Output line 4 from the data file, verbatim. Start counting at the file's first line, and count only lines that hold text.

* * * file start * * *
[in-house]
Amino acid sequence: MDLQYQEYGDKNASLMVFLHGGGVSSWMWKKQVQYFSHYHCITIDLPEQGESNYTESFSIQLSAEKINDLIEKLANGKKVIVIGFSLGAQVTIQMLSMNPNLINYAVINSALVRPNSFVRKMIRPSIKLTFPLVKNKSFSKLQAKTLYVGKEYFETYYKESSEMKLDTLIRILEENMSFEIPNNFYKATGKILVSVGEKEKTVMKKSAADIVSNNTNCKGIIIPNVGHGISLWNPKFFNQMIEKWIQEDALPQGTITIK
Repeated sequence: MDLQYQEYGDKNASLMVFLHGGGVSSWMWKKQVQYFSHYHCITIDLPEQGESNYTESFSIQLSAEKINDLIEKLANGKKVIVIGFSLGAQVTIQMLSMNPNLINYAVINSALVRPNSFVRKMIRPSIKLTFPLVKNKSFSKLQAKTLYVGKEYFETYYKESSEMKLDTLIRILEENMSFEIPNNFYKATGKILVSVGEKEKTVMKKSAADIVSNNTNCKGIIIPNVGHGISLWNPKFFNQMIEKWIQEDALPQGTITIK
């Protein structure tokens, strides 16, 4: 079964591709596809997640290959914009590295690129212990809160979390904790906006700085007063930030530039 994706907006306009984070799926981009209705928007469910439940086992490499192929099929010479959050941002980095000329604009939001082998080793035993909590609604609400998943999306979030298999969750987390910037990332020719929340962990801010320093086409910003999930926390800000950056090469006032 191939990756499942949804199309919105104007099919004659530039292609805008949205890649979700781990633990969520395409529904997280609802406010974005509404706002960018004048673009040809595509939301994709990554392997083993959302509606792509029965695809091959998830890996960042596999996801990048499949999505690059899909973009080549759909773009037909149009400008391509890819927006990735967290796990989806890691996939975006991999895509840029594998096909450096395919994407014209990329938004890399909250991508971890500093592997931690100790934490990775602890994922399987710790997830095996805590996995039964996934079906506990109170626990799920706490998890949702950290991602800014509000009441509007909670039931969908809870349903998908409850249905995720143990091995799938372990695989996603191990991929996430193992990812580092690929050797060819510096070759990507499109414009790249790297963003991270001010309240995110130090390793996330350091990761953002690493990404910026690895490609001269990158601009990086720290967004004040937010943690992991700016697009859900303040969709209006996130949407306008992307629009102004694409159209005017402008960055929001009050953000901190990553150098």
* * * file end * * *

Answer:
């Protein structure tokens, strides 16, 4: 079964591709596809997640290959914009590295690129212990809160979390904790906006700085007063930030530039 994706907006306009984070799926981009209705928007469910439940086992490499192929099929010479959050941002980095000329604009939001082998080793035993909590609604609400998943999306979030298999969750987390910037990332020719929340962990801010320093086409910003999930926390800000950056090469006032 191939990756499942949804199309919105104007099919004659530039292609805008949205890649979700781990633990969520395409529904997280609802406010974005509404706002960018004048673009040809595509939301994709990554392997083993959302509606792509029965695809091959998830890996960042596999996801990048499949999505690059899909973009080549759909773009037909149009400008391509890819927006990735967290796990989806890691996939975006991999895509840029594998096909450096395919994407014209990329938004890399909250991508971890500093592997931690100790934490990775602890994922399987710790997830095996805590996995039964996934079906506990109170626990799920706490998890949702950290991602800014509000009441509007909670039931969908809870349903998908409850249905995720143990091995799938372990695989996603191990991929996430193992990812580092690929050797060819510096070759990507499109414009790249790297963003991270001010309240995110130090390793996330350091990761953002690493990404910026690895490609001269990158601009990086720290967004004040937010943690992991700016697009859900303040969709209006996130949407306008992307629009102004694409159209005017402008960055929001009050953000901190990553150098």